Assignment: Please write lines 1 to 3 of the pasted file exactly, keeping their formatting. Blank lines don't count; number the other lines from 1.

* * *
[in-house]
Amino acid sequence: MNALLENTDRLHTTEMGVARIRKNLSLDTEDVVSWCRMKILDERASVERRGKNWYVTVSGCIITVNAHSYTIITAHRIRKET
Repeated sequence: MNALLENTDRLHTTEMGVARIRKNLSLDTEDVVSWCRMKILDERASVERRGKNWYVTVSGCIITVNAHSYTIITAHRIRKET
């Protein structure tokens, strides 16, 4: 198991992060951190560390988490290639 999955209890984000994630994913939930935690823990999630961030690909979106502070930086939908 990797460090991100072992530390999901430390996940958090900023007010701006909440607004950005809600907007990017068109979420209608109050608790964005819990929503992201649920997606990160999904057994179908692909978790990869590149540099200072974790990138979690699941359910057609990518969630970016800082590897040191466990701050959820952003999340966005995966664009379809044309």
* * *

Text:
[in-house]
Amino acid sequence: MNALLENTDRLHTTEMGVARIRKNLSLDTEDVVSWCRMKILDERASVERRGKNWYVTVSGCIITVNAHSYTIITAHRIRKET
Repeated sequence: MNALLENTDRLHTTEMGVARIRKNLSLDTEDVVSWCRMKILDERASVERRGKNWYVTVSGCIITVNAHSYTIITAHRIRKET